How to Add Brake Fluid
When you step on your brake pedal, it’s the brake fluid that helps activate your brakes to slow you down. So, brake fluid is important.
But like any fluid in your vehicle, brake fluid needs to be checked regularly and occasionally changed. Taking a look at the brake reservoir every month will tell you if the level is fine or if you need to add fluid. If your brake fluid looks a little low, here’s how to top it off.
Before You Start
There are a few things you should do before starting:
- Park your vehicle on a level surface.
- Use eye and hand protection when you handle brake fluid, as it is toxic.
- Roll up or remove loose clothing, and keep your arms away from the cooling fan(s)—fans can turn on automatically, even when the engine is off.
- Consult your owner’s manual for the specific type of brake fluid recommended for your vehicle. Only use fluid from a clean, unopened container. Never substitute another fluid for brake fluid.
- Never let the master cylinder run dry; this could cause brake failure.
Adding Brake Fluid to Your Vehicle
- With the engine off, raise the hood and find the brake master cylinder. It is usually in the back of the engine bay, on the driver’s side.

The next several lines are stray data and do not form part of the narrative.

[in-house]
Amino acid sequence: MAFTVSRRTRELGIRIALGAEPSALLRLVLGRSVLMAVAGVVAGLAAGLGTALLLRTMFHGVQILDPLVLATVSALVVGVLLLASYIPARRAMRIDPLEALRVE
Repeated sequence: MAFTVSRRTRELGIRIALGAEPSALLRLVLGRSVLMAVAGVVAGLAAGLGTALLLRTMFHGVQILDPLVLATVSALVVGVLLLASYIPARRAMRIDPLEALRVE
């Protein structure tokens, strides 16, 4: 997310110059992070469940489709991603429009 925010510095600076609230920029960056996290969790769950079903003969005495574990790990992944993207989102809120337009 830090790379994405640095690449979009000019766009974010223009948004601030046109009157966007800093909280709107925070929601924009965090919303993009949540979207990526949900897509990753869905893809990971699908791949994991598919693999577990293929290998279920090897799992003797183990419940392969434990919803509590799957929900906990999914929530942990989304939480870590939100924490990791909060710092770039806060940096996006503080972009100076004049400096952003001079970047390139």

- Cover the fender before opening the brake master cylinder and use caution when opening a container of brake fluid, as it can damage your vehicle's paint.
- Use a cloth or towel to clean the master cylinder’s reservoir and cap to prevent dirt or water from entering while you service it. Clean the fluid lines too, if they need it.
- Look at the fluid level on the side of the master cylinder’s reservoir. If your brake fluid is at or above the “MIN” line, your brake fluid level is fine and you don’t need to add any.
- If your fluid is below the “MIN” line, carefully pry the reservoir cap off, and then add brake fluid until the level is just under the “MAX” line. Do not overfill.
- Using a completely clean towel or a lint-free cloth, clean the inside of the reservoir cap: It may have brake fluid, dirt/debris, or both on it, and needs to be clean before you put it back on.
- Carefully set the reservoir cap on the reservoir, and press down on all four corners until it clicks into place.
Visit your local dealership to have your brakes inspected as soon as possible—especially if your fluid level continues to go down, or if your fluid is dark. You may need your brake system serviced. If you are at all unsure about changing the brake fluid go to your local dealership to have a professional do it for you.
There are three main types of brake fluid: DOT 3, DOT 4, and DOT 5.
DOT 3 and 4 are glycol-based brake fluids, and the main difference between them is the boiling point: DOT 4 boils at a higher temperature, which can be beneficial if your brakes see very heavy use, or if you participate in motorsports. Of course, you should check your owner’s manual first to make sure DOT 4 can be used in your vehicle.
DOT 5 fluid is silicone-based: It doesn’t absorb moisture like DOT 3 and 4 fluids do, and it has a higher boiling point. However, DOT 5 fluid should never be added to vehicles that specify DOT 3 or 4 fluid, as brake system damage can occur.